Scanners help catch contraband at W.Va. regional jails

March 11, 2019

CHARLESTON, W.Va. (AP) — Full-body scanners are now being used on inmates entering West Virginia’s regional jails to reduce contraband, corrections officials said Monday.

Inmates entering nine regional jails must now pass through a scanner similar to those at airports and courthouses, the Department of Military Affairs and Public Safety said in a news release. The X-ray technology can reveal hidden objects on and within the body.

The scanners recorded 36 positive hits last month, the statement said.

Last week, a scan of a suspect who was booked at the South Central Regional Jail on a parole violation turned up syringes and a packet of a white powdery substance hidden in his body. A subsequent strip search yielded a black makeup bag with additional syringes, a crack pipe and more white powder in a plastic bag, the statement said.

The scanners also are prompting contraband to be ditched in booking areas and outside law enforcement vehicles that bring inmates to jail. More than a dozen such instances occurred in February, including discarded drugs, syringes and cellphones.

The department said reducing jail contraband saves lives, increases safety for officers and other staff members and improves outcomes for inmates who undergo substance abuse treatment and recovery services.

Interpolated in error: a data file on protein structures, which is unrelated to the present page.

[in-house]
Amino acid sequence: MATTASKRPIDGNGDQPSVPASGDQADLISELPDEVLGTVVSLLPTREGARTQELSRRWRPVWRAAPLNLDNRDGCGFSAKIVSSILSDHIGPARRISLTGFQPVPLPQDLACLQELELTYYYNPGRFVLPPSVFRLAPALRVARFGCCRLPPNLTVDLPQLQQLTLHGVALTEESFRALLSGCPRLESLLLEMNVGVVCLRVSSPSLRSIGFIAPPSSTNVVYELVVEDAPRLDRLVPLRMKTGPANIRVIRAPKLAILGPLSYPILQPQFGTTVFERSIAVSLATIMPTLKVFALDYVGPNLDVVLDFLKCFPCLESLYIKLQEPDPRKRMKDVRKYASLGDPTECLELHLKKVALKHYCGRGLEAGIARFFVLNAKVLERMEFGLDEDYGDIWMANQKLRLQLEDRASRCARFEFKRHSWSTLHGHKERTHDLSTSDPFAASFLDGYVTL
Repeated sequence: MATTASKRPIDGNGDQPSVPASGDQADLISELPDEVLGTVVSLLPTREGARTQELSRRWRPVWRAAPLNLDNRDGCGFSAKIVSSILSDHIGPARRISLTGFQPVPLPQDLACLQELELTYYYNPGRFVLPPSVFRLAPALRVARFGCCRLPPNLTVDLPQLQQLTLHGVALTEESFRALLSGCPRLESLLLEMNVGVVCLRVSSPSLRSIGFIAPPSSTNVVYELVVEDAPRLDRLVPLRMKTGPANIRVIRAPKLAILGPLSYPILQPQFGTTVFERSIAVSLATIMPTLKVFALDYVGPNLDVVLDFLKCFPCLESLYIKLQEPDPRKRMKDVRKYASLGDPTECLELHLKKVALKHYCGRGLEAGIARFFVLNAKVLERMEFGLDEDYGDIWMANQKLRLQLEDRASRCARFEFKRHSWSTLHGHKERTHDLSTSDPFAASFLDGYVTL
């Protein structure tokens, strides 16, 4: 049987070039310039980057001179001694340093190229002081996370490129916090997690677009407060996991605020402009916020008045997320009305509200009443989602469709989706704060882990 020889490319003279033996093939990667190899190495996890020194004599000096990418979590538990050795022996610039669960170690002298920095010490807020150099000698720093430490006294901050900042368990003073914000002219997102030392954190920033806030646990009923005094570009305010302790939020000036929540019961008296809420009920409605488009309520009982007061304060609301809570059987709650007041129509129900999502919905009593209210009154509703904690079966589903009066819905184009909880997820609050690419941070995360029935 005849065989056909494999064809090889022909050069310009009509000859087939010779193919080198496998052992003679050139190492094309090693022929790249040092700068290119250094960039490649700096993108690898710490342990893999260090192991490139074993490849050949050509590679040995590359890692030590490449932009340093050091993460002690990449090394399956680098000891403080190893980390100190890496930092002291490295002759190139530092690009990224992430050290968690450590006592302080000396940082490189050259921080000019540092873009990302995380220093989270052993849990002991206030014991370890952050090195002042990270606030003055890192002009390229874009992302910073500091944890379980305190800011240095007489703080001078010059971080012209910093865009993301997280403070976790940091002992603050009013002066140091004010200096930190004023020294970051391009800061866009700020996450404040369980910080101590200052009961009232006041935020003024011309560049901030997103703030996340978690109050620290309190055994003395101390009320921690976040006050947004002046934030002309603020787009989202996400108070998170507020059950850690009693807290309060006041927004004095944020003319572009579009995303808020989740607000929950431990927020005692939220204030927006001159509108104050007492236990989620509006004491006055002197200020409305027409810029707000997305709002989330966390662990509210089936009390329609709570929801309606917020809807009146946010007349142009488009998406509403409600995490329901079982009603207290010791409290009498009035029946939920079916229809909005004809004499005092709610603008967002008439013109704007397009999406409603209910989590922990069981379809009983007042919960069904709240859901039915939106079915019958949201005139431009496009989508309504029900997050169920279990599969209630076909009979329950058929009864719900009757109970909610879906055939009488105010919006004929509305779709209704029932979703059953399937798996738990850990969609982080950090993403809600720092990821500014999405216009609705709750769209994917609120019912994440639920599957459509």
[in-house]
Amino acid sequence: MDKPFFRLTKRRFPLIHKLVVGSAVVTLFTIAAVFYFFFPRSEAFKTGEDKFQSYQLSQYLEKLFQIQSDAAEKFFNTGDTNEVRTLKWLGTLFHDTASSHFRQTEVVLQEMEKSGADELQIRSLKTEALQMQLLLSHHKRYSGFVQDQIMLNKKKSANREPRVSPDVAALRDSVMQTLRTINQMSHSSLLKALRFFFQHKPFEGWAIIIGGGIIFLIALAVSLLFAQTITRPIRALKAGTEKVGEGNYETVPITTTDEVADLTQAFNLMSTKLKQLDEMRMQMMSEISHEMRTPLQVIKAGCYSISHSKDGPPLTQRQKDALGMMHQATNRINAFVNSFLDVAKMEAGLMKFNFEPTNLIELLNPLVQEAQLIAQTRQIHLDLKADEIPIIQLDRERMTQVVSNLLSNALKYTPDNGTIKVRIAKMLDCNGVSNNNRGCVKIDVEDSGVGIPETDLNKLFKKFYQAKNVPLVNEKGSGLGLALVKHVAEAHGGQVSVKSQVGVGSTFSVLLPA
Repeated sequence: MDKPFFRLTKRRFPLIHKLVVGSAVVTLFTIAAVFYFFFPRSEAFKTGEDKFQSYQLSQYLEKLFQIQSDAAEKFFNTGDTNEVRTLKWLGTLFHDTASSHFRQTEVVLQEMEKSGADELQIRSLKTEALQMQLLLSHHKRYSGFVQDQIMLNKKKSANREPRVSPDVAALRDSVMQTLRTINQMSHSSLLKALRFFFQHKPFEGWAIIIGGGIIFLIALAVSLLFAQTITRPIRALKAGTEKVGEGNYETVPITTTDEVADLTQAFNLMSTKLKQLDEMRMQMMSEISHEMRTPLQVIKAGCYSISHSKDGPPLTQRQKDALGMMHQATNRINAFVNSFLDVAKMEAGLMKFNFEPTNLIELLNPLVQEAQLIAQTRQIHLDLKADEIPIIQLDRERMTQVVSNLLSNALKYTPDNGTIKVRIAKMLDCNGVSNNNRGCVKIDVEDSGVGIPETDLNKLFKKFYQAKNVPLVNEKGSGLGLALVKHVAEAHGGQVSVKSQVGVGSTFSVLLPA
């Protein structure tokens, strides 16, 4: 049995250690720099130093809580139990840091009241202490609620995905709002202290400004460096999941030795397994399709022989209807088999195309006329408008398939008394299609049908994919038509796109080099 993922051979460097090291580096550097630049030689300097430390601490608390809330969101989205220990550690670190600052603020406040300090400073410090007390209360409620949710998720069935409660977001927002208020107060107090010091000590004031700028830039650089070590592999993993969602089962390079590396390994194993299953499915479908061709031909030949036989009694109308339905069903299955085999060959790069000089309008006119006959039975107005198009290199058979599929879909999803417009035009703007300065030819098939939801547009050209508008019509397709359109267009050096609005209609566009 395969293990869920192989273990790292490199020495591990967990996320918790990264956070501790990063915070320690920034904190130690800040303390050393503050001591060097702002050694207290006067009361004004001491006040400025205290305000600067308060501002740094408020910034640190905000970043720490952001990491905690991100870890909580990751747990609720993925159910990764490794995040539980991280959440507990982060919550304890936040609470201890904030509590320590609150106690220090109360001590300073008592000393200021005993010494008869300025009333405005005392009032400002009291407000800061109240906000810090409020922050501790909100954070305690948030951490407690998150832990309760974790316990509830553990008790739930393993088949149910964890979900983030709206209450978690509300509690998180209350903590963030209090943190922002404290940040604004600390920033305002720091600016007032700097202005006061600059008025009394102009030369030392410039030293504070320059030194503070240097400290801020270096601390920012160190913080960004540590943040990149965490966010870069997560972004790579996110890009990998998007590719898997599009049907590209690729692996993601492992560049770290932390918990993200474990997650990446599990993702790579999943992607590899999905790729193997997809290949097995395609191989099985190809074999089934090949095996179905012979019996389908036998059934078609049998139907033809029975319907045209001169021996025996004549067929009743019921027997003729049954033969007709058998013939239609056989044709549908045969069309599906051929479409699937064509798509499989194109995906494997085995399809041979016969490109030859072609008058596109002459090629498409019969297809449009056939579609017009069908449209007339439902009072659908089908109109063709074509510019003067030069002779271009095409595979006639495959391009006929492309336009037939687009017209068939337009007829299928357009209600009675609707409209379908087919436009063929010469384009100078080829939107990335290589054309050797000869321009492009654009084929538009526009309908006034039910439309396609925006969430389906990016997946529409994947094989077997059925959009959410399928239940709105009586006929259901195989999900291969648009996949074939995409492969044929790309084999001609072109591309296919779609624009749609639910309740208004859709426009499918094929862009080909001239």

Before the body scanners were installed, 32 inmates were hospitalized with substance abuse issues, including overdoses, during the first six months of 2017. Medical expenses involving those inmates cost taxpayers $1.5 million.

No inmate has required life support services in facilities where scanners are operating.

“We’re failing the public if people come into our facilities and have access to drugs and when they leave here they’re still addicted to those drugs,” said Military Affairs and Public Safety Secretary Jeff Sandy.

The scanners were purchased through settlement proceeds of prescription drug litigation. The department is seeking additional funding to bring scanners to other correctional facilities.